Our friends arrived shortly after we moved tables and we got our order together with a divide and conquer mentality and landed on two of their three meat combo plates, and a 1/2 chicken dinner for the adults, and the kids got sandwiches.  The sandwiches are presented differently on the menu than most places.  It is more like a choose your own

This was one of the "Sandwich Factory" offerings

adventure novel than a menu.  You are encouraged in the “Sandwich Factory” to mix and match a meat or meats to one of their seven, yes seven, sauces to find your favorite combination.  I can see this being a kind of fun idea and a draw to bring people back IF executed well.  However, this really doesn’t ring true to me as “Kansas City Style” BBQ.

 

 

 

My Thoughts on the Food:

Fried Green Bean App

Fried Green Beans (appetizer) – These came out hot and crispy.  They were cooked well, although the breading did not have much depth of flavor.  It was more of a texture contrast than anything else.  These were served with a Habanero mayo that I did not find spicy at all.  It did not taste bad, I just never would have guessed Habanero pepper in it if it was not in the description.  Overall, they were pretty decent.

Sliced Brisket – The brisket had a nice smoke ring, but for some reason, it not take on much smoke flavor.  It was a little thicker cut than some but not what I would call a “thick cut”.  I suppose a “medium cut” would be an appropriate description.  The pieces that had good bark had nice flavor from the rub.  All of the beef was pretty dried out though.

Ribs – These did not have much meat on them.  The meat that was there had a nice pink smoke penetration and good smoke flavor.  The ribs that came on our platter originally were almost inedible, however.  They were almost devoid of meat, and what was there was totally dried out.  We pointed these out to our server and without hesitation he brought out a new serving to our table.  The second batch was significantly better, but still pretty dry.  Kudos to our server though for replacing them with absolutely no resistance.

Pulled Pork – This was more of a hand pulled pork than a fork shredded pork so the pieces were more “chunked” and larger than you might expect.  The pieces we got had virtually no smoke penetration or flavor.  We also had almost no pieces with any kind of bark on them.  What we had was somewhat bland and a little dry.  I would like to think that had we gotten some of the outer pieces of the shoulder the flavor would have been more present, but what we had was quite unremarkable.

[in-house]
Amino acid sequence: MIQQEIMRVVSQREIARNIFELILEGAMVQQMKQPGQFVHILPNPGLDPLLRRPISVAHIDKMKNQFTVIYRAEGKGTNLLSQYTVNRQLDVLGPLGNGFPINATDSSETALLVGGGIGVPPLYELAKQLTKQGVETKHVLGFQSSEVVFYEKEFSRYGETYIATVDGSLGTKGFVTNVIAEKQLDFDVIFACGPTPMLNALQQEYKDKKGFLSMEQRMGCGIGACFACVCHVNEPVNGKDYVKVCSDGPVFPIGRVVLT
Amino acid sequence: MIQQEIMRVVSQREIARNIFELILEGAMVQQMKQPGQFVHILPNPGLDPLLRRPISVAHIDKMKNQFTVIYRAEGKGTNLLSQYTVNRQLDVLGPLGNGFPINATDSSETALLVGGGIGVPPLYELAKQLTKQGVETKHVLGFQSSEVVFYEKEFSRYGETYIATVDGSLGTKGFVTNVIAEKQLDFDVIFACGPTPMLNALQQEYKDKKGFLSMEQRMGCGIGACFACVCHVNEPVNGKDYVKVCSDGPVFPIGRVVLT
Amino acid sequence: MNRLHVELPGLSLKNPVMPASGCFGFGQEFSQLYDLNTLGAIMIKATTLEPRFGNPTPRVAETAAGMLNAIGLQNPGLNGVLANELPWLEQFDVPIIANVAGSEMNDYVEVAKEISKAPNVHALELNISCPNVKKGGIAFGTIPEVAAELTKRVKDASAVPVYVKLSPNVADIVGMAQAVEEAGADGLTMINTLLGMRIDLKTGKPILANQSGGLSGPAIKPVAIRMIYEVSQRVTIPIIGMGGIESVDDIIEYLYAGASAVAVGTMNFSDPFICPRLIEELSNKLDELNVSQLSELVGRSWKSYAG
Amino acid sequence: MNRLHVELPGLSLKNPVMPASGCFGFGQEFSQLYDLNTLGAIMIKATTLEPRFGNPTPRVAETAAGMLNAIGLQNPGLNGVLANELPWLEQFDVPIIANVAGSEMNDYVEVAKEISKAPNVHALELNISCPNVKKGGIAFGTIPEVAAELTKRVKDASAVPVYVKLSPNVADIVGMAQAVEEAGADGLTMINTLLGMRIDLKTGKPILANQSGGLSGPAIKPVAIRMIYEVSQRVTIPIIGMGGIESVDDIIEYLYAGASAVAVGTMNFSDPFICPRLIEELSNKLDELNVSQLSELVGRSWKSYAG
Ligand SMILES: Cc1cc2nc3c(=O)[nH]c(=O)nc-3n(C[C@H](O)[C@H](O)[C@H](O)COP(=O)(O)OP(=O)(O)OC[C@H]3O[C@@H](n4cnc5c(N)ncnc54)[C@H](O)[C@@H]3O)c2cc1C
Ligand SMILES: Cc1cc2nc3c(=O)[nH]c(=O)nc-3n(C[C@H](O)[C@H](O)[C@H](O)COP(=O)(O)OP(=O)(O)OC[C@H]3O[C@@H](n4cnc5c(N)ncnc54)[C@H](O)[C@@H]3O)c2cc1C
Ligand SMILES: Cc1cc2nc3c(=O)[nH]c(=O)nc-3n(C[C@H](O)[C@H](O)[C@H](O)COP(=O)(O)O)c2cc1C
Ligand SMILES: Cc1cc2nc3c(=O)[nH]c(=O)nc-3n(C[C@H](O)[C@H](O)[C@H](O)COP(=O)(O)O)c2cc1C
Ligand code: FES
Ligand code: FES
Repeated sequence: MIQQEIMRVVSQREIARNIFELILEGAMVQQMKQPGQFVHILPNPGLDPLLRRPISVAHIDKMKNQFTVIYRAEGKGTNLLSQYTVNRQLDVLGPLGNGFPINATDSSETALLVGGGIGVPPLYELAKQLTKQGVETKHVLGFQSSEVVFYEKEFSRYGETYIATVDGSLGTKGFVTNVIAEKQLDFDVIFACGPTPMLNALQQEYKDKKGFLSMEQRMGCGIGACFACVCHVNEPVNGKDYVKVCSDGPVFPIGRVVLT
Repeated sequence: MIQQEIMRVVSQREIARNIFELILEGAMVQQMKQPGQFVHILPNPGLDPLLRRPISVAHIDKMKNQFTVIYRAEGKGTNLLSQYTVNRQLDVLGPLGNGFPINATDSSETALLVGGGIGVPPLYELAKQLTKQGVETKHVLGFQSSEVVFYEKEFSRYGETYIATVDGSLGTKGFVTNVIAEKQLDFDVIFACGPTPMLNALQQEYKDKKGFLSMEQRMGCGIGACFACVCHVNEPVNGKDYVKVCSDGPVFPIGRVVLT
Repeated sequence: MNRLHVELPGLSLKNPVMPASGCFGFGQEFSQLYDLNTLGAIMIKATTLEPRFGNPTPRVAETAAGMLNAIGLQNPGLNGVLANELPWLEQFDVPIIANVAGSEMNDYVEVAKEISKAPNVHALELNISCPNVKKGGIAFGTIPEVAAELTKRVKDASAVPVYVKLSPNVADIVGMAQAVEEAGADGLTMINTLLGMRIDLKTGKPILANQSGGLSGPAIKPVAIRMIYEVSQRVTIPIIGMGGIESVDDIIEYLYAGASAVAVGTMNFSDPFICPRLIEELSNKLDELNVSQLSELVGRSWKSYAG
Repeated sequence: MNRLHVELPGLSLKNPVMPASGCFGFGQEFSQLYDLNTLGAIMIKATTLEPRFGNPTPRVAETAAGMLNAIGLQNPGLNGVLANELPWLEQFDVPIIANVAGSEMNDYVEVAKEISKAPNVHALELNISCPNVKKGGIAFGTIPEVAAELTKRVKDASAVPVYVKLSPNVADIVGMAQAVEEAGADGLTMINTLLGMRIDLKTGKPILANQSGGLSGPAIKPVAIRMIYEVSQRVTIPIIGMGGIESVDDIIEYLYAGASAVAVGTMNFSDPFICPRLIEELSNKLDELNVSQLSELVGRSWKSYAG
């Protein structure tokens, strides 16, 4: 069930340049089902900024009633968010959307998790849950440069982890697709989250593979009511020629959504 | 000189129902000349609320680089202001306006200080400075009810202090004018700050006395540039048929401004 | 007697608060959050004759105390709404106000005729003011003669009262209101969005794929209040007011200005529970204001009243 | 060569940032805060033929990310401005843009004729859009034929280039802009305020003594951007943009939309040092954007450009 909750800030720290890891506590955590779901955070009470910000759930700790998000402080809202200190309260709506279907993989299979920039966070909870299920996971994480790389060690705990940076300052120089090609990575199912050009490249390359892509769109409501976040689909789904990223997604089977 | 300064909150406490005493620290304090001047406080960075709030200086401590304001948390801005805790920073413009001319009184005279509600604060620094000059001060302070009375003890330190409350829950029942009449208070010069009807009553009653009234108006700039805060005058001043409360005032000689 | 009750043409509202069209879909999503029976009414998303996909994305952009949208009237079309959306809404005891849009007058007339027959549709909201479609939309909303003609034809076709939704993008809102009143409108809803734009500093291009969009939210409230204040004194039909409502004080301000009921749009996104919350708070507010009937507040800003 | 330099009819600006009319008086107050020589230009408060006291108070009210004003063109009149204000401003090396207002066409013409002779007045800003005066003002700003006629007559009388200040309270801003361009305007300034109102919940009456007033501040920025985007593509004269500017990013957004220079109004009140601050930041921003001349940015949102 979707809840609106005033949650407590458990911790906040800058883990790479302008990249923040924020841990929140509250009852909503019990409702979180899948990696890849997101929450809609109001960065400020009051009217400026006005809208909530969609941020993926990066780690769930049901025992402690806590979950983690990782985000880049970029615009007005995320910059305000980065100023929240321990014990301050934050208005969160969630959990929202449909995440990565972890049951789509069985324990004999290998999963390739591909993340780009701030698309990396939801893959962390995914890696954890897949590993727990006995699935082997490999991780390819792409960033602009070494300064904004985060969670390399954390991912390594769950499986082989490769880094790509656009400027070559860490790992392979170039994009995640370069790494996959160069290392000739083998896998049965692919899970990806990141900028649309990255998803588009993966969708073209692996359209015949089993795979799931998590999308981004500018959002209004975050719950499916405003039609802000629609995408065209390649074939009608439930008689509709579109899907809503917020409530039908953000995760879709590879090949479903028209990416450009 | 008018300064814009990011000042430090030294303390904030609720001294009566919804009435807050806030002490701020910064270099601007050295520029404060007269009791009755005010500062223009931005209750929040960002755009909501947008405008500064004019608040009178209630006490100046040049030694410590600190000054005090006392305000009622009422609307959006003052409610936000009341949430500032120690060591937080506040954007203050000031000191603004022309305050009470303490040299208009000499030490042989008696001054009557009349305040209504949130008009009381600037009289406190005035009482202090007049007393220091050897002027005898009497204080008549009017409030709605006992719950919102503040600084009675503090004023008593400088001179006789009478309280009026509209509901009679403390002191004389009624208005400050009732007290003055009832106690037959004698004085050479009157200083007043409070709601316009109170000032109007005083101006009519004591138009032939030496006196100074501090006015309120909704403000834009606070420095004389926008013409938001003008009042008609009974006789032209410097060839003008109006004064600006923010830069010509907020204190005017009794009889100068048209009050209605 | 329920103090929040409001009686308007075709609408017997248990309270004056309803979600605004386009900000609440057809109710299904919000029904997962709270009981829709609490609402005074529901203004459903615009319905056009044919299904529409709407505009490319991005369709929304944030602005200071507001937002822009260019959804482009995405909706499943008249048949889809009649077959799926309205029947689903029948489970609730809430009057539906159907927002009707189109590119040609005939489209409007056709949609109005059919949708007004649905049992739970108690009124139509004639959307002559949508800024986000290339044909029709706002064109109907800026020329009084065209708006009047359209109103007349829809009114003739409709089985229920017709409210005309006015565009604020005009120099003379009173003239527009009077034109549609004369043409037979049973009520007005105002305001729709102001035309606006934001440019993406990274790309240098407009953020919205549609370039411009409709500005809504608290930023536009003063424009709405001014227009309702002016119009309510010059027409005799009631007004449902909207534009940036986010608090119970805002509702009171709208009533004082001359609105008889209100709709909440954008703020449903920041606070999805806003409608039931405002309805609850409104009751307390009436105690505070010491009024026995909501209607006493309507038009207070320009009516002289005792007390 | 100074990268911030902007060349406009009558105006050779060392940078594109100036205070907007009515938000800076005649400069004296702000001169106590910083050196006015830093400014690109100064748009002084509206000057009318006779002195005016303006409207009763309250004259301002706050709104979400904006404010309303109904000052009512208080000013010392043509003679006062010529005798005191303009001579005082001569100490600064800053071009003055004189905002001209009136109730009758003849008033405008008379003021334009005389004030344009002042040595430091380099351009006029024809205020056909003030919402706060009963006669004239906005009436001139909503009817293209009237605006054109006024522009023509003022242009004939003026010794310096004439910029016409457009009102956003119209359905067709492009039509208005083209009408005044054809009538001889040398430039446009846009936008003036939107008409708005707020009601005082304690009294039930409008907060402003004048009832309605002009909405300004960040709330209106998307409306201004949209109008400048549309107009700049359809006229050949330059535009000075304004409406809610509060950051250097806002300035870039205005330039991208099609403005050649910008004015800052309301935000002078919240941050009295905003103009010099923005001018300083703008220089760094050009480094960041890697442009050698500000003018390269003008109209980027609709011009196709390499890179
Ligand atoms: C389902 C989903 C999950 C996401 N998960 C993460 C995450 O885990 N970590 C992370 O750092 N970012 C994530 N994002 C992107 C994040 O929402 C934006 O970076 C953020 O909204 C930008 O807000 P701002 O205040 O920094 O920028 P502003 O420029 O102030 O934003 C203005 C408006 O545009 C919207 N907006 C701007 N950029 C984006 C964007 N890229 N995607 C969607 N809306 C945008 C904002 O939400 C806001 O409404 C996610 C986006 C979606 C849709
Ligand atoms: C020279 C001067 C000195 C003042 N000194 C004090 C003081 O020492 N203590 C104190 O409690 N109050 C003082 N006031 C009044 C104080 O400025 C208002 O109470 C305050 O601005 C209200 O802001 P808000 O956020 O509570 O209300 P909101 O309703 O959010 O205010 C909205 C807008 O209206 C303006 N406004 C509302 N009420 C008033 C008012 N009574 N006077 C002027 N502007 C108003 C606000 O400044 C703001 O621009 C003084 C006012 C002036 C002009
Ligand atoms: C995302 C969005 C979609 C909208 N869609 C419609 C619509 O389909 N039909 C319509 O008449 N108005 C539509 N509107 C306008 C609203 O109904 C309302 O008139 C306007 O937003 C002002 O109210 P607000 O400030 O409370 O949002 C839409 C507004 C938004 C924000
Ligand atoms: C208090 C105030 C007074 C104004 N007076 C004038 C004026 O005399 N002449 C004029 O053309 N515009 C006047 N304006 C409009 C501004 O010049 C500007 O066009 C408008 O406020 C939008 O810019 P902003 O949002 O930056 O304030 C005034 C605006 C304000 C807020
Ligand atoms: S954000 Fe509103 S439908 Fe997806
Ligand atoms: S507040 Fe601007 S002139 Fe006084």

Chicken (1/2 bird) – This was one of the more tender and moist of all the meat.  I actually found this kind of odd because, from experience, I know it is pretty easy to dry out a smoked chicken.  Based on the dryness of the other meats I did not have high hopes for the chicken.  It did not take on much smoke flavor and the rub seemed to be almost exclusively applied to the outside of the skin so there was not much flavor from the rub on the meat itself. I’m not much of a chicken skin guy so I didn’t investigate any further.

Chicken Wings- First of all, I found it just a little odd that these were offered as a main meat choice for the platters.  Some places offer smoked chicken wings, but it is usually as an appetizer.  Oddity aside these were not good.  They were just completely dried out.  You know the scene in Christmas Vacation where Clark W. Griswold cuts into the beautiful turkey only to have it pop like a balloon and a puff of steam escapes?  Yeah.  They were like that.  The only discernible flavor in the rub used was black pepper.  I don’t know if we just got a bad batch, but these could easily be left off the menu in my opinion.  I did eat these last and was pretty full at that point so unlike the ribs, I just let it go and did not mention it to the server.

Bone Dry Wing

Turkey – Now I know I said in the review for The Stack I would not even bother with turkey or ham unless there was something of note.  This was of note.  It was actually one of the better meats we got that day.  There was a mellow yet very present smoke flavor.  It had a nice texture that was more consistent with “real” turkey versus the processed deli style served at a lot of places.